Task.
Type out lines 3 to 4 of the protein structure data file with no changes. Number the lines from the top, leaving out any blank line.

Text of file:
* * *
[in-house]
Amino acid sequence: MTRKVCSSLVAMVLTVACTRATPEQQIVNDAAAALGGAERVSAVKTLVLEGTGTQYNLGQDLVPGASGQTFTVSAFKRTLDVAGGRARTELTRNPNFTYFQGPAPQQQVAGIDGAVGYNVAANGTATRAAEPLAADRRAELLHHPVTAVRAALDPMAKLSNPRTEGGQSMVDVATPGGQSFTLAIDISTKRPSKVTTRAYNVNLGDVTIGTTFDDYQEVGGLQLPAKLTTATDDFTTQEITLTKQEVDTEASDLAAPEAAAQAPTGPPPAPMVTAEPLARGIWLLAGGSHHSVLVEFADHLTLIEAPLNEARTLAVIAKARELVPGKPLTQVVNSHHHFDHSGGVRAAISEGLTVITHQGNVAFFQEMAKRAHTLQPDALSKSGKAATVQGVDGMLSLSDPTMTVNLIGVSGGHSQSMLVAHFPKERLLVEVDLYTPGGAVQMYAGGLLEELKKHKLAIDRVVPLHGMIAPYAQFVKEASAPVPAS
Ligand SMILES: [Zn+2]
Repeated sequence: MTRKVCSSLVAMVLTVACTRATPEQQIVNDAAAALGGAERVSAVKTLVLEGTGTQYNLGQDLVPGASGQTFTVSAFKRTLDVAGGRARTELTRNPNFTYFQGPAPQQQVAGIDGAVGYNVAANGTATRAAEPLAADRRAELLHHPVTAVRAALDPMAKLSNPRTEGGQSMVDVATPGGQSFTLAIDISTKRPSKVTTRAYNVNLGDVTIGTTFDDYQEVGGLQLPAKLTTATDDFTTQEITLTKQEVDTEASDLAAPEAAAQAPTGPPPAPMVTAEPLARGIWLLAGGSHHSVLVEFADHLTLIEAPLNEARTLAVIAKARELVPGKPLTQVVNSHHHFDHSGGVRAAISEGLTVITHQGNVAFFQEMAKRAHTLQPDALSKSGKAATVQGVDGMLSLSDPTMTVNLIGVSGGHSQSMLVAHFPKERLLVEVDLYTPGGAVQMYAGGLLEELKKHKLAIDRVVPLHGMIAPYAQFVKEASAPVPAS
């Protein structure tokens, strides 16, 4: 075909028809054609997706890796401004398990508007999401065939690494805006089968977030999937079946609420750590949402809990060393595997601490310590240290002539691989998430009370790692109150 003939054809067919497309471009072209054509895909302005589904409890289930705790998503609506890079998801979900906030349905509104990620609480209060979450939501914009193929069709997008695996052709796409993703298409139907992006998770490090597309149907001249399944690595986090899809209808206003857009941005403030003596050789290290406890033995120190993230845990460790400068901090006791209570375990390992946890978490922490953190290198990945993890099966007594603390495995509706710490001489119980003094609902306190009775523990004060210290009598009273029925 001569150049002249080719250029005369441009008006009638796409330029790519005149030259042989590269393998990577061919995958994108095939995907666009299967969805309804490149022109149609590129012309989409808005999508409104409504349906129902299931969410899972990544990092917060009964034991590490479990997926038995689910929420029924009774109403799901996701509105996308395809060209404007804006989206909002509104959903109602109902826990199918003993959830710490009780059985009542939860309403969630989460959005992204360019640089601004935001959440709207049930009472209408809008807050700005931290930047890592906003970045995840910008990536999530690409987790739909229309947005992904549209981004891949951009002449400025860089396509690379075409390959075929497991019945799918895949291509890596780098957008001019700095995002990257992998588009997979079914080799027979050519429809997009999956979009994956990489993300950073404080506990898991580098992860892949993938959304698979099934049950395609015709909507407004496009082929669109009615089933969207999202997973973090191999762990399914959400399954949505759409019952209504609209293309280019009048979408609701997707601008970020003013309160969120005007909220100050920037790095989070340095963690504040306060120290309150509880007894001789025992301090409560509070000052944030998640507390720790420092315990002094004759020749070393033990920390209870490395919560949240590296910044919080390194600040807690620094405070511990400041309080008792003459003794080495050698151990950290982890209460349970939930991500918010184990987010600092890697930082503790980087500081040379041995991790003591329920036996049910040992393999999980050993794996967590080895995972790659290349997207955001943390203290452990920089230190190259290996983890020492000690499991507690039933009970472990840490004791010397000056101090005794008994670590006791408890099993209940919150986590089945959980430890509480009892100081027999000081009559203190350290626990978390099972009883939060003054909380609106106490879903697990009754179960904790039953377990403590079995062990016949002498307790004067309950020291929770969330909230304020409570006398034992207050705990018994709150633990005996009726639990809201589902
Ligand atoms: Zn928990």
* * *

Ligand SMILES: [Zn+2]
Repeated sequence: MTRKVCSSLVAMVLTVACTRATPEQQIVNDAAAALGGAERVSAVKTLVLEGTGTQYNLGQDLVPGASGQTFTVSAFKRTLDVAGGRARTELTRNPNFTYFQGPAPQQQVAGIDGAVGYNVAANGTATRAAEPLAADRRAELLHHPVTAVRAALDPMAKLSNPRTEGGQSMVDVATPGGQSFTLAIDISTKRPSKVTTRAYNVNLGDVTIGTTFDDYQEVGGLQLPAKLTTATDDFTTQEITLTKQEVDTEASDLAAPEAAAQAPTGPPPAPMVTAEPLARGIWLLAGGSHHSVLVEFADHLTLIEAPLNEARTLAVIAKARELVPGKPLTQVVNSHHHFDHSGGVRAAISEGLTVITHQGNVAFFQEMAKRAHTLQPDALSKSGKAATVQGVDGMLSLSDPTMTVNLIGVSGGHSQSMLVAHFPKERLLVEVDLYTPGGAVQMYAGGLLEELKKHKLAIDRVVPLHGMIAPYAQFVKEASAPVPAS